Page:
September 08, 2021 | Blog

3 Reasons Commercial Accidents Verdicts Go Nuclear

commercial vehicle accident nuclear verdicts

On August 24, 2021, a Florida jury handed down a $1B verdict in a case involving a crash that killed an 18 year-old college student. The victim was stopped in a line of traffic due to an accident caused by a commercial driver distracted by their phone when his car was struck from behind by another commercial truck driver going 70 miles per hour on cruise control and failed to brake. The verdict shattered the record of $411M that was previously believed to be the largest verdict for a commercial fleet, and again thrust the term ‘nuclear verdict’ into our lexicon.

But just what is a nuclear verdict, and why do they happen?

 

Re-thinking Nuclear Verdicts

“I think what’s meant by ‘nuclear verdict’ are situations where somebody believes the value of the case is ‘X’, and the jury returns a verdict of 10X to 30X,” says Joe Fried, founding Partner of Fried Goldberg LLC and Co-Founder of the Academy of Truck Accident Attorneys. “It’s what I call an ‘outperform’ verdict. It seems out of sync with the damages that exist in a case.”

According to Fried, the term ‘nuclear verdict’ is largely misused to simply describe a ‘big’ verdict – north of $10 million. “I think that’s a terrible way to define a nuclear verdict because there are a lot of tragedies I’m involved in where just the medical bills to take care of somebody for their remaining life expectancy far exceeds $10M,” Fried says. “In a case like that, can a verdict of $10-$12 million really be described as ‘nuclear’?”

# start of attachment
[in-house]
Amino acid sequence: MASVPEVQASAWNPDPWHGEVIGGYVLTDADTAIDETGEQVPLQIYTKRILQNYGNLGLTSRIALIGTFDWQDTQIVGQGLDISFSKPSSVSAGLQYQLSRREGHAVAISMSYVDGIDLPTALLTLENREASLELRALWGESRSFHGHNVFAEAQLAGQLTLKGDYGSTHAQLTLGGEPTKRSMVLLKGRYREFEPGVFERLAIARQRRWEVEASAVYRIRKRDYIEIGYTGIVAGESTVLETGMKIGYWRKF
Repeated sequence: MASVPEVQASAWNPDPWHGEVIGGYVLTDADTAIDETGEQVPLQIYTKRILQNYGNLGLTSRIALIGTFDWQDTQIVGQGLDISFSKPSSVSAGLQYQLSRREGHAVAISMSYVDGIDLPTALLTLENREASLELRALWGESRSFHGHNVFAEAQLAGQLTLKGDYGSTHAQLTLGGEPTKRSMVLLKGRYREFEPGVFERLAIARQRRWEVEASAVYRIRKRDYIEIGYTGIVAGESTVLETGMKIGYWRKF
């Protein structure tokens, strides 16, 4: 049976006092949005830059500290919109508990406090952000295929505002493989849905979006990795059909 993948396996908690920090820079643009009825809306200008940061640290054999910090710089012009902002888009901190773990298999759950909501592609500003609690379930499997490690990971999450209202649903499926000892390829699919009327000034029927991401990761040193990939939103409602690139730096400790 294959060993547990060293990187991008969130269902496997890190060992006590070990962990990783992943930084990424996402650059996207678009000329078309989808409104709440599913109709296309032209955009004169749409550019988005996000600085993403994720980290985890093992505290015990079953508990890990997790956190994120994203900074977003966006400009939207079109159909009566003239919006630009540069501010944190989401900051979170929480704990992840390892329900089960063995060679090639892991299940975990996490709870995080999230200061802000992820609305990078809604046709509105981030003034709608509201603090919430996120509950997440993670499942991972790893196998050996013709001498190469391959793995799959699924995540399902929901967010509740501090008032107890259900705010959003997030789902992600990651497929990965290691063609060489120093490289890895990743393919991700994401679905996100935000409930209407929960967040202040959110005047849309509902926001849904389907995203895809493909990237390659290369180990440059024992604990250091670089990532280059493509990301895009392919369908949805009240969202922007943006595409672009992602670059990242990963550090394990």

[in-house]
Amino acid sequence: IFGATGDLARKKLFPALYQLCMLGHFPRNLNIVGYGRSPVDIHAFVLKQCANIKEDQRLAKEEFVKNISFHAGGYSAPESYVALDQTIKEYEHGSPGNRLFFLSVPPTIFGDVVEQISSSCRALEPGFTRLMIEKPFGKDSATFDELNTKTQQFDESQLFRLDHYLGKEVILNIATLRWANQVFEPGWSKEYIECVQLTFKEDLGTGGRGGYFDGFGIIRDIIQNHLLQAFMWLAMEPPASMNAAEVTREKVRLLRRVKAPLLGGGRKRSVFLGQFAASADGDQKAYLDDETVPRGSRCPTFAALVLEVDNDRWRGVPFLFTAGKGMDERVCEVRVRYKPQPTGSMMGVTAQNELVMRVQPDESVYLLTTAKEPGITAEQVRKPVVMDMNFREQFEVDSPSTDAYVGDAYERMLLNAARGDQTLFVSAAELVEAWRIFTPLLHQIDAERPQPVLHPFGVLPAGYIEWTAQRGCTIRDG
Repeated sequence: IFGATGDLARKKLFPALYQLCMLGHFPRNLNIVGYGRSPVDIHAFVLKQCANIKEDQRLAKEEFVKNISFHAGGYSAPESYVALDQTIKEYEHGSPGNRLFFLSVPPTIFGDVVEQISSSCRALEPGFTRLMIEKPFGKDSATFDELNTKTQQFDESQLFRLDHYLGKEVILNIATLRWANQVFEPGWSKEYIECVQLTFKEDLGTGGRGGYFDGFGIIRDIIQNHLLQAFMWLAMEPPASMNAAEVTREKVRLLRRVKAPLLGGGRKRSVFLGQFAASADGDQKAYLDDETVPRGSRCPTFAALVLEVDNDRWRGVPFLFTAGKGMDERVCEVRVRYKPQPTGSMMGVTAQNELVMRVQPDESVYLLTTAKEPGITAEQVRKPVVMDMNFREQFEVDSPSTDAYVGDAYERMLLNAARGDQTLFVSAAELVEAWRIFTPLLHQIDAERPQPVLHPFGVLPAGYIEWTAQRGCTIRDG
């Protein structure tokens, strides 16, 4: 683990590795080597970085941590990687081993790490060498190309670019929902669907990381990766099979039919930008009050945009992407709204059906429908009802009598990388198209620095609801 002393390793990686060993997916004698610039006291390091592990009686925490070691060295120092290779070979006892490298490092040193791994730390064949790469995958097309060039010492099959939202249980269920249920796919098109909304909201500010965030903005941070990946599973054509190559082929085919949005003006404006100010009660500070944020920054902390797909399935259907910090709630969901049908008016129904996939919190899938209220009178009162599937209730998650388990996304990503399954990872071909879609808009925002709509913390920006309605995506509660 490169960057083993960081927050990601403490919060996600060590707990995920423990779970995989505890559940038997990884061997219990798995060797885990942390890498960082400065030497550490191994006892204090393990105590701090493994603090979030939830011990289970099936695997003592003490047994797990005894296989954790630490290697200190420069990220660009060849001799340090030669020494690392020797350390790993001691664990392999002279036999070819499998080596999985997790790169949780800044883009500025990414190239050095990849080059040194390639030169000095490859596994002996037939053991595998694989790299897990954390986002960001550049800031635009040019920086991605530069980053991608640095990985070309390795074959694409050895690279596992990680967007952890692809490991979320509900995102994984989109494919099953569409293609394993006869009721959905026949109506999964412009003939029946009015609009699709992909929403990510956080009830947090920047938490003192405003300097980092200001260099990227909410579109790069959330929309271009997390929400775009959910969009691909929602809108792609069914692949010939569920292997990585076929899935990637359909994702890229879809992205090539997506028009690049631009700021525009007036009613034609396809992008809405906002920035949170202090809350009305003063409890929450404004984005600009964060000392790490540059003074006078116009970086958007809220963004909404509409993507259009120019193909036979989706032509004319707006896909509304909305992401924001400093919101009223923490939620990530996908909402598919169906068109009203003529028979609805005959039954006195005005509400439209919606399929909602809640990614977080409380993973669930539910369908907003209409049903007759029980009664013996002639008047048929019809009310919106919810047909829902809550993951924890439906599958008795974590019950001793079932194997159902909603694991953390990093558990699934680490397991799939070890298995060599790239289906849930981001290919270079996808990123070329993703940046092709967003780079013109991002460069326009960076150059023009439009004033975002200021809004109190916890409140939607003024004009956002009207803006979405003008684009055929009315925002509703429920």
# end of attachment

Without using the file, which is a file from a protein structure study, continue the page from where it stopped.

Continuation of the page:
An Explosive Reaction

So why does a verdict go nuclear? What causes the jury to hand down a decision that drastically outperforms the appropriate damages in a case?

In most cases, larger than expected verdicts are not due to a misunderstanding by the jury of the value of damages, but rather a reaction to something beyond the base facts of the case; something more important to the jury than dollars and cents.

Oftentimes, these factors are entirely preventable actions (or inactions) on the part of the defending organization, which can trigger an emotional response from the jury and render a reactionary verdict disproportionate to the damages caused.

 

Consider these 3 factors that can often lead to nuclear verdicts in commercial vehicle accidents:

 

1 – Failure to Admit Fault

It’s difficult to find a nuclear verdict that began with an admission of guilt by the defendant. This isn’t for malicious reasons – counsel will almost never recommend it in their defense strategy. However, regardless of motive, this course of action will almost universally offend juries, and cause them to become reactionary.

 

2 – Systemic Safety Misconduct

If juries see a defendant company that routinely overlooks workplace safety and has a history of repeat violations, it can cause them to render disproportionate verdicts. If safety breaches are ignored, or employees are mistreated or aren’t trained properly, juries can often use their verdicts to send a message, and make the company pay.

 

3 – Failure to Adopt Available Safety Solutions

More than ever before, companies have access to a variety of different technologies that prevent avoidable accidents, sometimes by as much as 50%. Juries can see the failure to take available safety precautions such as these as offensive, and punish companies for that failure.

 

The Trend Isn’t Slowing Down

Nuclear verdicts have been on the rise for at least a decade, and they’re only getting more common. The effects of the COVID-19 pandemic are likely to worsen this trend, particularly with corporate mistrust being at an all-time high. Fatal crashes have risen as well, even with fewer vehicles on the road.

Taking the necessary precautions now can help to minimize the risk of incidents and nuclear verdicts in the future.

To learn more about nuclear verdicts and why they happen, listen to our free webinar with Joe Fried and the Network of Employers for Traffic Safety (NETS): Nuclear Verdicts: Out of Control or Controlling the Outcome?

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